MOUNT GREENWOOD — Grant's Wonderburger turned to social media late Tuesday to thank loyal customers in Mount Greenwood. The founding family also said goodbye.
"It has been an emotional few months for our family, and we will miss this place dearly! We cannot thank our customers, family, and friends enough for all the love and support you have given us throughout the years. 60 years — it's been a great ride!!" was the message posted on Wonderburger's Facebook page.
Along with the online farewell, Mike Grant, Matt Grant, Megan Grant Dobbs and Karen McCormick were pictured standing beneath their family restaurant's iconic sign at 11045 S. Kedzie Ave. By 11 a.m. Wednesday, 430 people had "liked" the picture and 63 commenters offered well wishes.
The owners of Wonderburger also took to Twitter, thanking long-time customers. But the founding family offered no answers when questioned about the future of the favorite lunchtime spot.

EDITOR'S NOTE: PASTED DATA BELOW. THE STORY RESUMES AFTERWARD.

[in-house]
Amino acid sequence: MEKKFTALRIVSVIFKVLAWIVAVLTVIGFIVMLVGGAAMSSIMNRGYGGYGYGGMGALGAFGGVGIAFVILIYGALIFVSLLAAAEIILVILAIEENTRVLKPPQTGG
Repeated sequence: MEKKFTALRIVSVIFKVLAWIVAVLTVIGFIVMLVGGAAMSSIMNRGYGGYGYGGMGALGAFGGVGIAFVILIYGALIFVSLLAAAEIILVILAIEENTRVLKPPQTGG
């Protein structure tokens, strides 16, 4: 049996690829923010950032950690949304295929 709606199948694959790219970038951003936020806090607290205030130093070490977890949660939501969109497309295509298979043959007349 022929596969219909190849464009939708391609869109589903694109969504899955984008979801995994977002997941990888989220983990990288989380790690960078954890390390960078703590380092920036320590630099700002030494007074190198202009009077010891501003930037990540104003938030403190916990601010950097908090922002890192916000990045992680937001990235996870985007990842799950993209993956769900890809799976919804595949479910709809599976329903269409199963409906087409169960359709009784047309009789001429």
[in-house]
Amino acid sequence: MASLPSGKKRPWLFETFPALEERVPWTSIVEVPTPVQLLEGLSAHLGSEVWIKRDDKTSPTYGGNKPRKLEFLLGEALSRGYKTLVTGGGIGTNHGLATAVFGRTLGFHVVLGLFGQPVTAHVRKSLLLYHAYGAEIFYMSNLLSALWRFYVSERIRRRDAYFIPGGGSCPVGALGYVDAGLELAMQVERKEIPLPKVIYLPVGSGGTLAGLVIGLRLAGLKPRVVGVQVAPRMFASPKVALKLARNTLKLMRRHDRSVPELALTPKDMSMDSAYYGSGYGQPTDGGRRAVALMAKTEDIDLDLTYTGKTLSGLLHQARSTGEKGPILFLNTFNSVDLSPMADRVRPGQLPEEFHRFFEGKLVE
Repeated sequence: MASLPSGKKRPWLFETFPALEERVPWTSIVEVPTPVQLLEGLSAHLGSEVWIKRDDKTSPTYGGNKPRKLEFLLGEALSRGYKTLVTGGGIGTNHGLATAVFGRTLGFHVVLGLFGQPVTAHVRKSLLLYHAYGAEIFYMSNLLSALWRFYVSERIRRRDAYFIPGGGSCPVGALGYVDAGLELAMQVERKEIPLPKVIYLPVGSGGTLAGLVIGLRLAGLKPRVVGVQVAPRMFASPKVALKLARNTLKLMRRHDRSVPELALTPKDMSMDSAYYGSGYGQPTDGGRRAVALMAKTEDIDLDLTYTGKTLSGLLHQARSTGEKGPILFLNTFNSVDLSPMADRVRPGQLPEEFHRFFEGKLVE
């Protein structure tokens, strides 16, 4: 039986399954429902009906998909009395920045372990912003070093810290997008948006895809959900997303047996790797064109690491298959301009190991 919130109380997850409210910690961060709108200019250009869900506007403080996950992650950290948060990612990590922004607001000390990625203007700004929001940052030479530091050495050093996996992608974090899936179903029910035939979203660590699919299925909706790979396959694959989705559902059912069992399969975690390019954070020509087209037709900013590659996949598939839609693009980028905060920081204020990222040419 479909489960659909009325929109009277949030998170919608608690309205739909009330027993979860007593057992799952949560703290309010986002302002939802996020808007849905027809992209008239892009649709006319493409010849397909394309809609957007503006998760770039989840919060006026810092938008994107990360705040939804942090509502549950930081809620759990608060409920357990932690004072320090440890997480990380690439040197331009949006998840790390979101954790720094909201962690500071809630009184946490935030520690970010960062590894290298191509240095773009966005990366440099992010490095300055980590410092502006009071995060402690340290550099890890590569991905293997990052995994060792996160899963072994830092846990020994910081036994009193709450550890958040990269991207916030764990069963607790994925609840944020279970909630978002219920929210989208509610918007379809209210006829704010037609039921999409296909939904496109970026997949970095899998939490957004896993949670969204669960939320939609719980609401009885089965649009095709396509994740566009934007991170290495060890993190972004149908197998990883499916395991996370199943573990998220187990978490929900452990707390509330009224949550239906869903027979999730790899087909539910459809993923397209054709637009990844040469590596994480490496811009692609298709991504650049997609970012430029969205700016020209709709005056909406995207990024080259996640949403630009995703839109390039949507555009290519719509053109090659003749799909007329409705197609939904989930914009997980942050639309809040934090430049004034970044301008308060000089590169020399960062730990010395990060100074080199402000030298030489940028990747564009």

The restaurant's doors were closed on Wednesday morning. A paper sign greeted customers that read, "Sorry, Wonderburger is closed." A large poster also hung in the picture window, saying "Thanks for 60 wonderful years!"
Several phone calls to the restaurant went unanswered.
Mary Gill, executive director of the Mount Greenwood Business Association, said the restaurant is being sold, but did not know to whom. Beyond that, details were few and the owners aren't saying anything about the future of the restaurant.
Alfred "Bill" Grant operated Wonderburger from 1954 until he retired in 1988. The tiny, 41-seat restaurant had since stayed within his family.
Wonderburger has been for sale for some time. Customers flocked to the restaurant on New Year's Eve, as word of a sale spread quickly through the Southwest Side neighborhood.
The restaurant was packed as customers ordered what they thought was one last Wonderburger and order of curly fries from the original owners.
But Wonderburger reopened on Jan. 9 with the same people behind the grill. A deal to sell the restaurant for a reported $200,000 fell through at the bargaining table. Despite the setback, McCormick said she hoped the news would lure a new buyer — preferably someone from within the neighborhood.